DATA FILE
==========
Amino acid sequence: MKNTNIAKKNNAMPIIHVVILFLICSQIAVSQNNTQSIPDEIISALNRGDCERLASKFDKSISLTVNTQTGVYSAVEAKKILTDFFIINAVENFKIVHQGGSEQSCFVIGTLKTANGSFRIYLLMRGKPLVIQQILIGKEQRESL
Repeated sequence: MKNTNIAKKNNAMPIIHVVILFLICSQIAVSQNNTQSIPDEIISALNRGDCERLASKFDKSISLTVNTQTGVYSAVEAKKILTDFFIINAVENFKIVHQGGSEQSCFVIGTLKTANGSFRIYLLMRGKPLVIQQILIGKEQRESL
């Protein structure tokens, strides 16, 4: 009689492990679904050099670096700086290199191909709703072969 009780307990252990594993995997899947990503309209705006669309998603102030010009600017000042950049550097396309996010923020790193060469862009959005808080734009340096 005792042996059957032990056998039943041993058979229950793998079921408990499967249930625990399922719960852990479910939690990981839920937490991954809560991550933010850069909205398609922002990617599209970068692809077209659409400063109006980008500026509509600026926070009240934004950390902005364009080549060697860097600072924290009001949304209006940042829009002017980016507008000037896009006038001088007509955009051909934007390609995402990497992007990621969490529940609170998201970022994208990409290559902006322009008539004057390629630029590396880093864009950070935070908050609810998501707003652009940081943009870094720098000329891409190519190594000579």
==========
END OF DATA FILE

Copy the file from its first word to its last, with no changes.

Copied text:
Amino acid sequence: MKNTNIAKKNNAMPIIHVVILFLICSQIAVSQNNTQSIPDEIISALNRGDCERLASKFDKSISLTVNTQTGVYSAVEAKKILTDFFIINAVENFKIVHQGGSEQSCFVIGTLKTANGSFRIYLLMRGKPLVIQQILIGKEQRESL
Repeated sequence: MKNTNIAKKNNAMPIIHVVILFLICSQIAVSQNNTQSIPDEIISALNRGDCERLASKFDKSISLTVNTQTGVYSAVEAKKILTDFFIINAVENFKIVHQGGSEQSCFVIGTLKTANGSFRIYLLMRGKPLVIQQILIGKEQRESL
């Protein structure tokens, strides 16, 4: 009689492990679904050099670096700086290199191909709703072969 009780307990252990594993995997899947990503309209705006669309998603102030010009600017000042950049550097396309996010923020790193060469862009959005808080734009340096 005792042996059957032990056998039943041993058979229950793998079921408990499967249930625990399922719960852990479910939690990981839920937490991954809560991550933010850069909205398609922002990617599209970068692809077209659409400063109006980008500026509509600026926070009240934004950390902005364009080549060697860097600072924290009001949304209006940042829009002017980016507008000037896009006038001088007509955009051909934007390609995402990497992007990621969490529940609170998201970022994208990409290559902006322009008539004057390629630029590396880093864009950070935070908050609810998501707003652009940081943009870094720098000329891409190519190594000579």